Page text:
Over the last couple of years, a new term has arrived in website design. That is "hero banner" or "hero image". Although the term has gained popularity this year, it has been around for a couple of years.
I have noticed a few different ways that a hero banner has been defined. Some have defined it as a home page or a main call-to-action, but that's really not what it is. It is part of a home page (or other important landing pages) and should contain a phenomenal call-to-action. So, why should you be concerned with this aspect of design?
Creating a phenomenal Home Page
A great website home page should include a few key elements:
Logo/company branding (not too big).
Contact information or contact link.
A strong, bold message that indicates what you want your site visitor to do.
A primary call-to-action (CTA) that matches your key messaging.
Secondary calls-to-action for those that don’t want to perform the main call-to-action.
Important links to important pages throughout the site (pricing, blog, about, etc).
Social links and share buttons.
All this needs to be done with simplicity. You don’t want to overwhelm your site visitors.
So, how does the hero banner fit into all this?
By definition, the hero banner usually means that it’s a large, bold, in-your-face, image with bold elements.
Some examples to consider:
Bing’s home page has a new hero image daily. Notice they also have some secondary calls-to-action on the home page but the main call-to-action is the search box.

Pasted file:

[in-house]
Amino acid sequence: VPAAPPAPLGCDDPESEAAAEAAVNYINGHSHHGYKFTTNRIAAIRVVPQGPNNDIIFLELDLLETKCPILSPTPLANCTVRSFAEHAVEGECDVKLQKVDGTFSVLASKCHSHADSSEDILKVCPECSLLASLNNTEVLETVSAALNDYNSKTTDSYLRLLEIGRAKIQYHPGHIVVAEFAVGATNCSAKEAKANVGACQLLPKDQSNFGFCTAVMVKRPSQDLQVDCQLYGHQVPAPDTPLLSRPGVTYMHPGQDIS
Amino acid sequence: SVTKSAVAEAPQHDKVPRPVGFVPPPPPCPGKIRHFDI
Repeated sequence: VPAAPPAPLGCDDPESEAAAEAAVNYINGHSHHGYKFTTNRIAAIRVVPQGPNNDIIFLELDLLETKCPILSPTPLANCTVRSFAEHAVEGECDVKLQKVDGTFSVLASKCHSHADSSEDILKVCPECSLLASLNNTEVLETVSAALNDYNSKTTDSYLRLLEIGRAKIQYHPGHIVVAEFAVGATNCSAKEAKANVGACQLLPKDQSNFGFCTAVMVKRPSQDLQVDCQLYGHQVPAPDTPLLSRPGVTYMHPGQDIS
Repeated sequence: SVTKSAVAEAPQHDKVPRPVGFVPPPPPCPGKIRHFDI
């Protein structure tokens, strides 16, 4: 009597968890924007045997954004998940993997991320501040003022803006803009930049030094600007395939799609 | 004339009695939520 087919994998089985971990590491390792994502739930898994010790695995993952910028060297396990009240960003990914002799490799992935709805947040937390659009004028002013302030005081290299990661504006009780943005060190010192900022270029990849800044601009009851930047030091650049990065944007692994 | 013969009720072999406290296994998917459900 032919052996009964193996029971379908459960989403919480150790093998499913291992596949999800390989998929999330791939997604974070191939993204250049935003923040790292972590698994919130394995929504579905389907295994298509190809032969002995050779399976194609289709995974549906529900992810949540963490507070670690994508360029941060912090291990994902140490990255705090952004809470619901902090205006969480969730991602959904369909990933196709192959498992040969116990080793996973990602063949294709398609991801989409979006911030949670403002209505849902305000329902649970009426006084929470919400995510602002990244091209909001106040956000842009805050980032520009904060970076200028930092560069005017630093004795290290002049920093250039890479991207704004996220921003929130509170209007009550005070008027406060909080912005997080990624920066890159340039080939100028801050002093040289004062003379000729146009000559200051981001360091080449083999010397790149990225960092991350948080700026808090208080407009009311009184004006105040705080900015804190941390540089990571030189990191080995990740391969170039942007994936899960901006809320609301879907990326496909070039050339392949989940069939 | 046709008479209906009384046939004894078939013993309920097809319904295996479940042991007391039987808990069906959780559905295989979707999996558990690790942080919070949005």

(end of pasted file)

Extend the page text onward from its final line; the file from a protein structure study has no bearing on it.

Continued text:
Apple has used the hero banner effectively for a few years. It’s only been in the last year or two that they have added the rotating image to the display. Apple has a luxury that most do not. They do not need as obvious a call-to-action as we all need. But, each hero image in the slideshow has a call-to-action.
AirBNB is the largest rental-by-owner site out there. You’ll see on their site that they have included video for the background. It adds for intrigue but you have to be careful that it doesn’t detract from your primary call-to-action.
There is one thing that is very important to note. A hero banner or hero image should reflect the goals of the website.
David A Levy & Associates is for one of our clients. You’ll likely have seen their work if you’ve ever entered an Anthropology, Urban Outfitters, and Tesla (among others). They are a great retail space architect.
What do you notice about their hero banner? Do you notice something missing?
If you said that there is not a primary call-to-action, then you’d be right. If you didn’t say that, then you can pretend you did.
In their case, their goal was not to drive site visitors to a specific call-to-action such as generating a lead. Their sole purpose was to create a website that showcased their brand. This hero banner on the home page has a perfect spot for a call-to-action should they want that but it’s not present yet.
Ultimately, you’ll have to decide what you want your website to do. If your goal is to drive people to buy, give you a lead or go to another place on the website, a hero banner could be the way to go.
The old adage of go big or go home is aptly applied to a hero banner. That’s the trend. That’s what all the cool kids are doing. If you don’t include these large, bold elements on your website, you are probably living in the past (like 2013).
Corey Smith is the founder of Tribute Media and serves as the Digital Marketing Strategist. He is also the author of "Do It Right: A CEO's Guide to Web Strategy" and "Tweet It Right: A CEO's Guide to Twitter."